Direct-acting antiviral (DAA) therapy for patients with chronic hepatitis C (CHC) virus infection is associated with a lower risk for mortality and liver and nonliver outcomes, according to study results published in JAMA Internal Medicine.
Researchers conducted a retrospective cohort study that comprised adult patients aged 18 years or older with HC virus infection using data from the Optum Clinformatics Data Mart database from January 1, 2010, to March 31, 2021. Eligible patients had CHC and confirmation of at least 1 inpatient or 2 outpatient International Classification of Diseases, Ninth Revision and Tenth Revision, Clinical Modification diagnosis codes for HC virus infection.
The primary endpoints were incidence of liver-related outcomes, including hepatocellular carcinoma (HCC) and liver decompensation, and mortality. Statistical analyses were conducted from January 2021 to September 2022.
A total of 245,596 patients with HC virus infection (mean [SD] age, 58.7 [12.6] years; 41.0% women; 57.0% White) were included, of whom 40,654 (16.6%) had received at least 1 prescriptions for DAA medication, and 204,942 (83.4%) patients had not. Patients treated with DAA were more likely to be men (61.6% vs 58.4%; P <.001) and have a significantly higher mean Charlson comorbidity index (CCI) score compared with patients not treated with DAA (4.0 vs 3.3; P <.001).
Baseline HCC incidence rates (per 1000 patient-years) in patients without cirrhosis were low and not significantly different in DAA-treated participants compared with untreated individuals (3.8 [95% CI, 3.3-4.3] vs 4.0 [95% CI, 3.8-4.2]; P =.42), although the HCC incidence in those with cirrhosis at baseline was significantly lower (20.1 [95% CI, 18.4-21.9] vs 41.8 [95% CI, 40.3-43.3]; P <.001). Patients treated with DAA had a significantly lower incidence of liver decompensation compared with those who did not receive DAA (28.2 [95% CI, 27.0-29.4] vs 40.8 [95% CI, 40.1-41.5]; P < .001).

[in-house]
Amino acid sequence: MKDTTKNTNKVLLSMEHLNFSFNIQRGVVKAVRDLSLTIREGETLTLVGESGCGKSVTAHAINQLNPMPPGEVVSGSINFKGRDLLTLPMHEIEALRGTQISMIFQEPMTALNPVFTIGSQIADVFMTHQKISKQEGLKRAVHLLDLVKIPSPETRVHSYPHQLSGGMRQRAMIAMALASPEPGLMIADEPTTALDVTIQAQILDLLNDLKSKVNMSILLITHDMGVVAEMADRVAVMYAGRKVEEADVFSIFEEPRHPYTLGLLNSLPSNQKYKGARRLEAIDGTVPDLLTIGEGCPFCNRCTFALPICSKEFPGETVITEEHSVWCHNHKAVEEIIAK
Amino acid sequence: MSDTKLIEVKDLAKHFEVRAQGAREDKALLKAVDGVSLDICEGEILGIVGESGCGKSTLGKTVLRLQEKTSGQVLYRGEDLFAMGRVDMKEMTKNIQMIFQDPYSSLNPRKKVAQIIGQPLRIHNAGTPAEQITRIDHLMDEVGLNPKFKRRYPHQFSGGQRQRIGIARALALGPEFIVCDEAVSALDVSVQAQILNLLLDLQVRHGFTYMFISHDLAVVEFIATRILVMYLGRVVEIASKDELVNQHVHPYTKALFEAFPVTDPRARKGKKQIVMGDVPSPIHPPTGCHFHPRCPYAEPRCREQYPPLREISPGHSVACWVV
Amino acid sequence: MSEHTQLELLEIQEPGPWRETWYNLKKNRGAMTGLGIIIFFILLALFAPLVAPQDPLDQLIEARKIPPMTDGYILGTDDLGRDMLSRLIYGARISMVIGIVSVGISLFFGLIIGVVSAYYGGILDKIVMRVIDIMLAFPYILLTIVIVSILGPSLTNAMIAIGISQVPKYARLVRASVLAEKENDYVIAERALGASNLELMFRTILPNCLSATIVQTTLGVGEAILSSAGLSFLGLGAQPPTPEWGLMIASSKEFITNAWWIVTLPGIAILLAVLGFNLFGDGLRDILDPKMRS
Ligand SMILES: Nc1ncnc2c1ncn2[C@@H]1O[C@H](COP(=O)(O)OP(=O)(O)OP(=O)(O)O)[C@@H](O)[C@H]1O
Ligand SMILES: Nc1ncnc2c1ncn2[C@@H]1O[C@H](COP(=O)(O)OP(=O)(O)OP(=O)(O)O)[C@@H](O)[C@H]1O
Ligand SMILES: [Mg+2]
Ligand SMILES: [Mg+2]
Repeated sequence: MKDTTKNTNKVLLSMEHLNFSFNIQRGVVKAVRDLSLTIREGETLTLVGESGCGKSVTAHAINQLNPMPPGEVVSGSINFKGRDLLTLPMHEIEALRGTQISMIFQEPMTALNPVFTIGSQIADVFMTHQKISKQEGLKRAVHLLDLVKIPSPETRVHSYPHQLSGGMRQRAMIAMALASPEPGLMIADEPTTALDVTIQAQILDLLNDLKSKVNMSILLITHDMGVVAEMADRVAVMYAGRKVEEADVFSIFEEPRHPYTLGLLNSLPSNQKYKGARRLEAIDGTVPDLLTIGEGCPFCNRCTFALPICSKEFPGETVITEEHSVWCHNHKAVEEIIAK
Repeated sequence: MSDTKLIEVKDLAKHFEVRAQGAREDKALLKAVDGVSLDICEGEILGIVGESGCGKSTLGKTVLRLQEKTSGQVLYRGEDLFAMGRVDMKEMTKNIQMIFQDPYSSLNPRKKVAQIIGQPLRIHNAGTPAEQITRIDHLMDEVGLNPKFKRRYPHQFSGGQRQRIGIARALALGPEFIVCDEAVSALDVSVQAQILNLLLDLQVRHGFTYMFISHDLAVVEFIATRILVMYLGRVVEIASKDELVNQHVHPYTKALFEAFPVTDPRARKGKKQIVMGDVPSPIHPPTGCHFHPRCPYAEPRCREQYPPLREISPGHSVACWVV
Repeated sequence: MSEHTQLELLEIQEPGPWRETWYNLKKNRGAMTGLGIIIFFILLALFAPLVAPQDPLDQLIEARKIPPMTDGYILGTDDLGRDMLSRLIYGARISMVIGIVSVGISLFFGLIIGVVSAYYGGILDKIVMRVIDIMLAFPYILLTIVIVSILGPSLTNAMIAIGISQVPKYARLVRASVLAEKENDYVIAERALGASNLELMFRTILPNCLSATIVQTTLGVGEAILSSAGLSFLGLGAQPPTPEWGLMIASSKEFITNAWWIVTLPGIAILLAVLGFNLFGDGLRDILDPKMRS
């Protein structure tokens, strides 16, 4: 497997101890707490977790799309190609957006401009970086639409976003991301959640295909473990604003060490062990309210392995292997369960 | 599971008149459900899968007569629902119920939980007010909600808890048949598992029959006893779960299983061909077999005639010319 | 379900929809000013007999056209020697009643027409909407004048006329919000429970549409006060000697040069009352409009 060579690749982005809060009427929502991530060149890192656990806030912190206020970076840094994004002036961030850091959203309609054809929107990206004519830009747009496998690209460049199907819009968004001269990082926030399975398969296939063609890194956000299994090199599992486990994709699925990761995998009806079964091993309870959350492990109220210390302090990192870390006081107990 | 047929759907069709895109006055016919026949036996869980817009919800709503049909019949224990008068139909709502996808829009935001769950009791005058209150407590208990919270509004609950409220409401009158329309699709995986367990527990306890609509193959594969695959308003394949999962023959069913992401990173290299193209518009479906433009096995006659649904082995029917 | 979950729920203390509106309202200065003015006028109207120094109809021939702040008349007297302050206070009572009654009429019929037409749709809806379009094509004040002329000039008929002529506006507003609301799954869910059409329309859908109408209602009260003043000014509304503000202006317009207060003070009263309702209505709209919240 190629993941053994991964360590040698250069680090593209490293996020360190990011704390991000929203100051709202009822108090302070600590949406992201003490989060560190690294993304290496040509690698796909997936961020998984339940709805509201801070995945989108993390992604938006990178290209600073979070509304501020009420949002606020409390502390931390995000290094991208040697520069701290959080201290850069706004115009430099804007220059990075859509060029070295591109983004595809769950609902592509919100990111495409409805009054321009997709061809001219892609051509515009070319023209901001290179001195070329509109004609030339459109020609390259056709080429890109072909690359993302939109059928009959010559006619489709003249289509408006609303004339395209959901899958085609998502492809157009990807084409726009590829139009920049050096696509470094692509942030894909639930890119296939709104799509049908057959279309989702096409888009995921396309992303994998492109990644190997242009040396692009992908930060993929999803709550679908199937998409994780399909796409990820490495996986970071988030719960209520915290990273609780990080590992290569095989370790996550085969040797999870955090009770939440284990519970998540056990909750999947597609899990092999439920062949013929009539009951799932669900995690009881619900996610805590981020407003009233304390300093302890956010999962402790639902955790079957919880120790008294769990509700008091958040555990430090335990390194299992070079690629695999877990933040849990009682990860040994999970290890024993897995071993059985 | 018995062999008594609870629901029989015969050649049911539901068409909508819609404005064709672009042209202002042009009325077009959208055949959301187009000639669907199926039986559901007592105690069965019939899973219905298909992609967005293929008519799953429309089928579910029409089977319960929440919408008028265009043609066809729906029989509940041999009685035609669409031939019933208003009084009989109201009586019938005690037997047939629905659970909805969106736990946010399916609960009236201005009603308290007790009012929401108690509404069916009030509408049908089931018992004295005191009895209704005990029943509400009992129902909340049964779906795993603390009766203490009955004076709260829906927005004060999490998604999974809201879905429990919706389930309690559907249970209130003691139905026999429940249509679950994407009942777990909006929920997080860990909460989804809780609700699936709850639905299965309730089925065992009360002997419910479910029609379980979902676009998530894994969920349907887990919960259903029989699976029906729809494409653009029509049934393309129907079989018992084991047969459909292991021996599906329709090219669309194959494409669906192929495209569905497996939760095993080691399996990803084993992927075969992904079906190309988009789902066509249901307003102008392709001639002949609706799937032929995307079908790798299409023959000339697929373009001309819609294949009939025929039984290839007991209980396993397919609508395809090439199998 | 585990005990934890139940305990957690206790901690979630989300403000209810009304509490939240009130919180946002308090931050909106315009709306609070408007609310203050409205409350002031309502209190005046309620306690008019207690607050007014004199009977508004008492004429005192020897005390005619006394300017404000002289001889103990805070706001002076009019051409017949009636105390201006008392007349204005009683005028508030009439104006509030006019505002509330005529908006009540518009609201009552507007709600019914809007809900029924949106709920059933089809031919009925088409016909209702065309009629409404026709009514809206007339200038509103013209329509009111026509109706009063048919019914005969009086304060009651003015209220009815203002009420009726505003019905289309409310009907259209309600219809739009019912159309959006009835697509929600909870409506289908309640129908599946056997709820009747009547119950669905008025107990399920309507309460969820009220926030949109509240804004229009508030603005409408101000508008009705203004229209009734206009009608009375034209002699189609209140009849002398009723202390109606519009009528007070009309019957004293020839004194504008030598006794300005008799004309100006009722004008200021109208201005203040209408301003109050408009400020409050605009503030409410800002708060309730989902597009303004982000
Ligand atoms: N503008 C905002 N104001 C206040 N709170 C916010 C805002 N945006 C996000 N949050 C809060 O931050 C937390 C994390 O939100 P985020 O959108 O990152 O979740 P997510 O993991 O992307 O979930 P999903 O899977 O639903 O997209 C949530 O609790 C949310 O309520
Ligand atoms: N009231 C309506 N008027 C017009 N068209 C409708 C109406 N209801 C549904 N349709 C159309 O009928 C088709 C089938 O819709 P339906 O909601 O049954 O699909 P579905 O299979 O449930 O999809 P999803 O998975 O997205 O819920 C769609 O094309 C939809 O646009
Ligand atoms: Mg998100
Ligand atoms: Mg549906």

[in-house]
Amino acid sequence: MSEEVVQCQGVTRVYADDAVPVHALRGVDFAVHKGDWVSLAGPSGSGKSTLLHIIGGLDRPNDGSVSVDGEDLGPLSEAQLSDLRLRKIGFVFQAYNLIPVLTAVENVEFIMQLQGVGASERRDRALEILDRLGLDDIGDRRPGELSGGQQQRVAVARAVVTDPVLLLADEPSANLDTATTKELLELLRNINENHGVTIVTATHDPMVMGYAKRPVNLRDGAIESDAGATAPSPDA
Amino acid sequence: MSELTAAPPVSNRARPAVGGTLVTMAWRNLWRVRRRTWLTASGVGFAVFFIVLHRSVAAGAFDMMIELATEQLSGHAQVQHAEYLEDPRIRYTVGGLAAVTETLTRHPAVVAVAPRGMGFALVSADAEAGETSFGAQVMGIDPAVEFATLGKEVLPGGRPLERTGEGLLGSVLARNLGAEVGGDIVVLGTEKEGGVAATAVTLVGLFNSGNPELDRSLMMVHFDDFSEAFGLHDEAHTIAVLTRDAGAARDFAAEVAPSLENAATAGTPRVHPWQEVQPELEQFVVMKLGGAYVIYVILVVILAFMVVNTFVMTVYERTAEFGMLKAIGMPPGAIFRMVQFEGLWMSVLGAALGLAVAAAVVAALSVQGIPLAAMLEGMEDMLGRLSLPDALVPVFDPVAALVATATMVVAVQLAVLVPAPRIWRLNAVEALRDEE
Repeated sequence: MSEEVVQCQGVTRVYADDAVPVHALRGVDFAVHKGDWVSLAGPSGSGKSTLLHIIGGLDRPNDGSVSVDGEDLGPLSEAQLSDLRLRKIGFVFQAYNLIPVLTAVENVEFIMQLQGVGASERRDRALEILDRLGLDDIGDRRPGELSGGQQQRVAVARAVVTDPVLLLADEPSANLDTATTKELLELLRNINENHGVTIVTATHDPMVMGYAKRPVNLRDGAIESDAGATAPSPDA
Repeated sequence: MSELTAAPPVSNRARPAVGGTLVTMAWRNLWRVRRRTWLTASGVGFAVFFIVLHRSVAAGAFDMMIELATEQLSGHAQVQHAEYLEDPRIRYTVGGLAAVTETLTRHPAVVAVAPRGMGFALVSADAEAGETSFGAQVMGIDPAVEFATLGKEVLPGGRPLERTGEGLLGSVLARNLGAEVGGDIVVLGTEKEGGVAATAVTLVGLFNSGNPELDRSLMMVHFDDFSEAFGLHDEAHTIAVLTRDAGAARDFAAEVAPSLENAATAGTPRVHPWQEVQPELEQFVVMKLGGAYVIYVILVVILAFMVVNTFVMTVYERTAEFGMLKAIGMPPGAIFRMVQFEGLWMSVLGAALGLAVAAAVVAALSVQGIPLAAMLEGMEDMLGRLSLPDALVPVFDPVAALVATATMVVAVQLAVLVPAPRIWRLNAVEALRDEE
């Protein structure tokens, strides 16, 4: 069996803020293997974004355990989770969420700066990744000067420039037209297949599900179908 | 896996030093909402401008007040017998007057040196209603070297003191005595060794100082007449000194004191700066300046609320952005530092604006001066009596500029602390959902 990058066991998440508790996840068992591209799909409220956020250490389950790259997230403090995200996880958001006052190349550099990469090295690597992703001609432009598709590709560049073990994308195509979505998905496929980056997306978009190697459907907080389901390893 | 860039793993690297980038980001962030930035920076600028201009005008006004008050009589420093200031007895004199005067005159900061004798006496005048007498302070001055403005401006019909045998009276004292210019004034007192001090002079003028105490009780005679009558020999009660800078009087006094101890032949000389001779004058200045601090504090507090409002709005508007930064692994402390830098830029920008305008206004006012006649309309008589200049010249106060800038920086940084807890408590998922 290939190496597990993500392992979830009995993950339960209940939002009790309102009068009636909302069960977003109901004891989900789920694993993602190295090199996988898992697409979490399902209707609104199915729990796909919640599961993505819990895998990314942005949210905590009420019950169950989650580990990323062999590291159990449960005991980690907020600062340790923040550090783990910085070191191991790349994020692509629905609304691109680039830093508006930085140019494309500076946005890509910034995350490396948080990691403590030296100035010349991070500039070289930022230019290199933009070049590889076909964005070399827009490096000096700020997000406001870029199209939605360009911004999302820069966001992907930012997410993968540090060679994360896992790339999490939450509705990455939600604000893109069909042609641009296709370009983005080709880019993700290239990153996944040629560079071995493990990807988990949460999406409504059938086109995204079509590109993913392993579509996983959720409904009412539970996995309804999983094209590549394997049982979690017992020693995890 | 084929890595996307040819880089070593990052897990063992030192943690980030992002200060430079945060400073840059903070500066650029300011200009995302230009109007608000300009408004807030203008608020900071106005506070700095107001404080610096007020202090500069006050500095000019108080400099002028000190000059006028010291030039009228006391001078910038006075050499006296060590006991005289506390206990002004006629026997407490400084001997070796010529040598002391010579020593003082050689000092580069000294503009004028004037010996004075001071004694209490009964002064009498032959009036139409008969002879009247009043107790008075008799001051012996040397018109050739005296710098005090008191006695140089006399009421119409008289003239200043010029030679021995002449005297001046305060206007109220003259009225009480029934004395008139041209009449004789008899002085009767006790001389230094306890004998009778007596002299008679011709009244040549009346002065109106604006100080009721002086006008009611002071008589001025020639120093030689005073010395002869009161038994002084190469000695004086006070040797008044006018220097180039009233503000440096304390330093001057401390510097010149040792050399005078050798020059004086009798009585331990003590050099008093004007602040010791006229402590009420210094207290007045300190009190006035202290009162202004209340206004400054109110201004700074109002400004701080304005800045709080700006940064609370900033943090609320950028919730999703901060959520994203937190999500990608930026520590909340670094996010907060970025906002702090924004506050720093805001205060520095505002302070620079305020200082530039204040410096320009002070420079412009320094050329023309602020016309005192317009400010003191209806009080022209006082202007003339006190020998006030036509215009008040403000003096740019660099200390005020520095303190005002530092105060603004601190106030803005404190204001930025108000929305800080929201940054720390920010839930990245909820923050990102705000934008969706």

The crude incidence of nonliver cancers for DAA-treated and untreated patients was comparable (22.5 [95% CI, 21.6-23.5] vs 23.0 [95% CI, 22.6-23.5]; P =.07). Patients treated with DAA had a significantly higher crude incidence of cardiovascular disease (CVD) than patients not treated with DAA (128.0 [95% CI, 123.5-132.6] vs 118.7 [95% CI, 116.8-120.7]; P =.007).
The overall mortality rate per 1000 person-years was 2 times higher for untreated patients compared with the DAA-treated patients (64.7 vs 36.5; P <.001). The mortality rate was 3 times lower in participants treated with DAAs vs untreated patients (42.7 vs 121.2; P <.001) among those with baseline compensated cirrhosis.
Using multivariable Cox proportional hazards analysis, DAA treatment was independently associated with a 27% reduced risk for HCC (adjusted hazard ratio [aHR], 0.73; 95% CI, 0.68-0.77; P < .001) after adjusting for age, sex, race and ethnicity, alcohol use, and cirrhosis. Treatment with DAA was independently associated with a 64% decreased risk for liver decompensation after adjusting for age, sex, race and ethnicity, alcohol use, cirrhosis, and HCC (aHR, 0.36; 95% CI, 0.35-0.38; P <.001).
For nonliver outcomes after adjustment for age, sex, and race and ethnicity, DAA treatment was associated with a 26% reduced risk for diabetes (aHR, 0.74; 95% CI, 0.70-0.77; P <.001), a 19% decreased risk for chronic kidney disease (aHR, 0.81; 95% CI, 0.78-0.85; P <.001), and a 10% lower risk for CVD (aHR, 0.90; 95% CI, 0.86-0.94; P <.001).
Limitations of the study include the fact that the population included only patients diagnosed with HCV and covered by private insurance. Large claim databases can include miscoding and misclassification, and not all participants with a DAA prescription may have adhered to or completed the course or attained sustained virologic response.
The study authors conclude, “Our findings advocate for continued efforts to promote hepatitis C screening and early diagnosis and treatment—prior to the onset of CHC complications—to prevent liver and nonliver morbidity and mortality.”
Disclosure: Some of the study authors declared affiliations with biotech, pharmaceutical, and/or device companies. Please see the original reference for a full list of authors’ disclosures.
This article originally appeared on Gastroenterology Advisor
Ogawa E, Chien N, Kam L, et al. Association of direct-acting antiviral therapy with liver and nonliver complications and long-term mortality in patients with chronic hepatitis C. JAMA Intern Med. Published online December 12, 2022. doi:10.1001/jamainternmed.2022.5699